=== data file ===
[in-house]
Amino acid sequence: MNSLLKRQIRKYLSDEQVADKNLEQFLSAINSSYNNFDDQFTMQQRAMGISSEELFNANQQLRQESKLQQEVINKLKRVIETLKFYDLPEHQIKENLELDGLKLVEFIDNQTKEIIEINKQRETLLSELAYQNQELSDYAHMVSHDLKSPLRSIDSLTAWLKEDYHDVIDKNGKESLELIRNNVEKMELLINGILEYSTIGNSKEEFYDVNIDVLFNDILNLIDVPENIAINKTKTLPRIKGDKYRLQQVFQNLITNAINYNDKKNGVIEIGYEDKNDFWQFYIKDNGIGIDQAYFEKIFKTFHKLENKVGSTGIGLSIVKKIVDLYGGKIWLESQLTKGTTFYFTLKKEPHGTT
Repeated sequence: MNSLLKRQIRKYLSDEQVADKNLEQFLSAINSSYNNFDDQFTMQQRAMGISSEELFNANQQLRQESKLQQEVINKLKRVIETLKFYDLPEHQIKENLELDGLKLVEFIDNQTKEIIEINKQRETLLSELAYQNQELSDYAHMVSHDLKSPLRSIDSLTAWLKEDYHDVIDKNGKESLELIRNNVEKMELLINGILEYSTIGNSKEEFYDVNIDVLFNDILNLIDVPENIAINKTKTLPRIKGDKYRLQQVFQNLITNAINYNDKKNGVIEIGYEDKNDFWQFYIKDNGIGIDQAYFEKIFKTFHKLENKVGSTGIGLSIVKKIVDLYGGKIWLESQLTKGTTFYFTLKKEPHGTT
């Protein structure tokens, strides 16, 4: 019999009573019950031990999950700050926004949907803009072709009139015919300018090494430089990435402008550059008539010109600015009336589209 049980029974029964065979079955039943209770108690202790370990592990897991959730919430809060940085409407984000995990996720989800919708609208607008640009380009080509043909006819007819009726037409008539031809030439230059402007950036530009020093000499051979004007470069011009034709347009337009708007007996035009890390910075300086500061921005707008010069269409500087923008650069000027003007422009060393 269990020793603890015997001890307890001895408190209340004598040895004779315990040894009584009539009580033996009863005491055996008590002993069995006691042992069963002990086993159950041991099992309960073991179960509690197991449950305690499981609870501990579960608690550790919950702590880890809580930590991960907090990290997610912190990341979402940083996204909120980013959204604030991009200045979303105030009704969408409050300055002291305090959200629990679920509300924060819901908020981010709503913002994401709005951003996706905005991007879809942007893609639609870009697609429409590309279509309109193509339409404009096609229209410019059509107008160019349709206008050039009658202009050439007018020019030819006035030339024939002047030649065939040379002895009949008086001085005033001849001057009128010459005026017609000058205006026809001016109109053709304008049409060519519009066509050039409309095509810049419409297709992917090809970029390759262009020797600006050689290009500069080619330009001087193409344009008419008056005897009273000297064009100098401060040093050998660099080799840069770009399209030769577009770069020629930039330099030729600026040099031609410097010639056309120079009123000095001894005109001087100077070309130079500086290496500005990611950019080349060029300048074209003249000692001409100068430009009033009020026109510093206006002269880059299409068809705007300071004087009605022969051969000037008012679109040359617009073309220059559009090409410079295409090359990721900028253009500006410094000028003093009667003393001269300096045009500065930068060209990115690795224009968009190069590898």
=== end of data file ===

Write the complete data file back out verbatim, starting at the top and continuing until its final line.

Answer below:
[in-house]
Amino acid sequence: MNSLLKRQIRKYLSDEQVADKNLEQFLSAINSSYNNFDDQFTMQQRAMGISSEELFNANQQLRQESKLQQEVINKLKRVIETLKFYDLPEHQIKENLELDGLKLVEFIDNQTKEIIEINKQRETLLSELAYQNQELSDYAHMVSHDLKSPLRSIDSLTAWLKEDYHDVIDKNGKESLELIRNNVEKMELLINGILEYSTIGNSKEEFYDVNIDVLFNDILNLIDVPENIAINKTKTLPRIKGDKYRLQQVFQNLITNAINYNDKKNGVIEIGYEDKNDFWQFYIKDNGIGIDQAYFEKIFKTFHKLENKVGSTGIGLSIVKKIVDLYGGKIWLESQLTKGTTFYFTLKKEPHGTT
Repeated sequence: MNSLLKRQIRKYLSDEQVADKNLEQFLSAINSSYNNFDDQFTMQQRAMGISSEELFNANQQLRQESKLQQEVINKLKRVIETLKFYDLPEHQIKENLELDGLKLVEFIDNQTKEIIEINKQRETLLSELAYQNQELSDYAHMVSHDLKSPLRSIDSLTAWLKEDYHDVIDKNGKESLELIRNNVEKMELLINGILEYSTIGNSKEEFYDVNIDVLFNDILNLIDVPENIAINKTKTLPRIKGDKYRLQQVFQNLITNAINYNDKKNGVIEIGYEDKNDFWQFYIKDNGIGIDQAYFEKIFKTFHKLENKVGSTGIGLSIVKKIVDLYGGKIWLESQLTKGTTFYFTLKKEPHGTT
């Protein structure tokens, strides 16, 4: 019999009573019950031990999950700050926004949907803009072709009139015919300018090494430089990435402008550059008539010109600015009336589209 049980029974029964065979079955039943209770108690202790370990592990897991959730919430809060940085409407984000995990996720989800919708609208607008640009380009080509043909006819007819009726037409008539031809030439230059402007950036530009020093000499051979004007470069011009034709347009337009708007007996035009890390910075300086500061921005707008010069269409500087923008650069000027003007422009060393 269990020793603890015997001890307890001895408190209340004598040895004779315990040894009584009539009580033996009863005491055996008590002993069995006691042992069963002990086993159950041991099992309960073991179960509690197991449950305690499981609870501990579960608690550790919950702590880890809580930590991960907090990290997610912190990341979402940083996204909120980013959204604030991009200045979303105030009704969408409050300055002291305090959200629990679920509300924060819901908020981010709503913002994401709005951003996706905005991007879809942007893609639609870009697609429409590309279509309109193509339409404009096609229209410019059509107008160019349709206008050039009658202009050439007018020019030819006035030339024939002047030649065939040379002895009949008086001085005033001849001057009128010459005026017609000058205006026809001016109109053709304008049409060519519009066509050039409309095509810049419409297709992917090809970029390759262009020797600006050689290009500069080619330009001087193409344009008419008056005897009273000297064009100098401060040093050998660099080799840069770009399209030769577009770069020629930039330099030729600026040099031609410097010639056309120079009123000095001894005109001087100077070309130079500086290496500005990611950019080349060029300048074209003249000692001409100068430009009033009020026109510093206006002269880059299409068809705007300071004087009605022969051969000037008012679109040359617009073309220059559009090409410079295409090359990721900028253009500006410094000028003093009667003393001269300096045009500065930068060209990115690795224009968009190069590898």